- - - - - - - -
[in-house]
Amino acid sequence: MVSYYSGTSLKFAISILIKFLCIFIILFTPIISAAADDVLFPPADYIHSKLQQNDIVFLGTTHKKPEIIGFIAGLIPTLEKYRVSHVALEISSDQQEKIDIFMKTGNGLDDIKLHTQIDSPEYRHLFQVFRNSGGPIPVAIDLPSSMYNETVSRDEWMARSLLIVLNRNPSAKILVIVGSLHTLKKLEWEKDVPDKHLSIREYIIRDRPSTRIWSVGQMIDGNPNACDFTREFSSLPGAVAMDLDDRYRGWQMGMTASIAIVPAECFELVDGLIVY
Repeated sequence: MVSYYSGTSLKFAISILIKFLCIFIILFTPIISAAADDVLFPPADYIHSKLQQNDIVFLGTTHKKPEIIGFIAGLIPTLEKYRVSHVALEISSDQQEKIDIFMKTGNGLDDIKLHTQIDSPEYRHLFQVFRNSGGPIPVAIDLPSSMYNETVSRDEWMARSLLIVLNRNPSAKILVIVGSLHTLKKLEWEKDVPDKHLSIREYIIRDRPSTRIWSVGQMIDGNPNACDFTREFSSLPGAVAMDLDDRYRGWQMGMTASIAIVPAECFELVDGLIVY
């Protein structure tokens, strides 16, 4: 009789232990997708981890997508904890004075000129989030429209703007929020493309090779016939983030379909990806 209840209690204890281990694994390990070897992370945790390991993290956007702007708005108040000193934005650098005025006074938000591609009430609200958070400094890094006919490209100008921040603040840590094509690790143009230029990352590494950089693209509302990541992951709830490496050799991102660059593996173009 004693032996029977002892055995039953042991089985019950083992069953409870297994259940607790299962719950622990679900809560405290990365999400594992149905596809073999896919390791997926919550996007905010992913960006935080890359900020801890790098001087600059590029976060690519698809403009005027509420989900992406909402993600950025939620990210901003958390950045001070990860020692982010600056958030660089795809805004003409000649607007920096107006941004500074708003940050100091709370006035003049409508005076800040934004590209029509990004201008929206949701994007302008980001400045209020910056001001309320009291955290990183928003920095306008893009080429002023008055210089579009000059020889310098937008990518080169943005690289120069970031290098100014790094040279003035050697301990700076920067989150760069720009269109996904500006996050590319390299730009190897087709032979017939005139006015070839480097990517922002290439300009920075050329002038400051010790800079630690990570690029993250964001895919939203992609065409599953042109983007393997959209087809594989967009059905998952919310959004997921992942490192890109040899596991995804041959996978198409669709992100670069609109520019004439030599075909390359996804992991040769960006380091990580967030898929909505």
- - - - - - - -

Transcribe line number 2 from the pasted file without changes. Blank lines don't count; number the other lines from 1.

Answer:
Amino acid sequence: MVSYYSGTSLKFAISILIKFLCIFIILFTPIISAAADDVLFPPADYIHSKLQQNDIVFLGTTHKKPEIIGFIAGLIPTLEKYRVSHVALEISSDQQEKIDIFMKTGNGLDDIKLHTQIDSPEYRHLFQVFRNSGGPIPVAIDLPSSMYNETVSRDEWMARSLLIVLNRNPSAKILVIVGSLHTLKKLEWEKDVPDKHLSIREYIIRDRPSTRIWSVGQMIDGNPNACDFTREFSSLPGAVAMDLDDRYRGWQMGMTASIAIVPAECFELVDGLIVY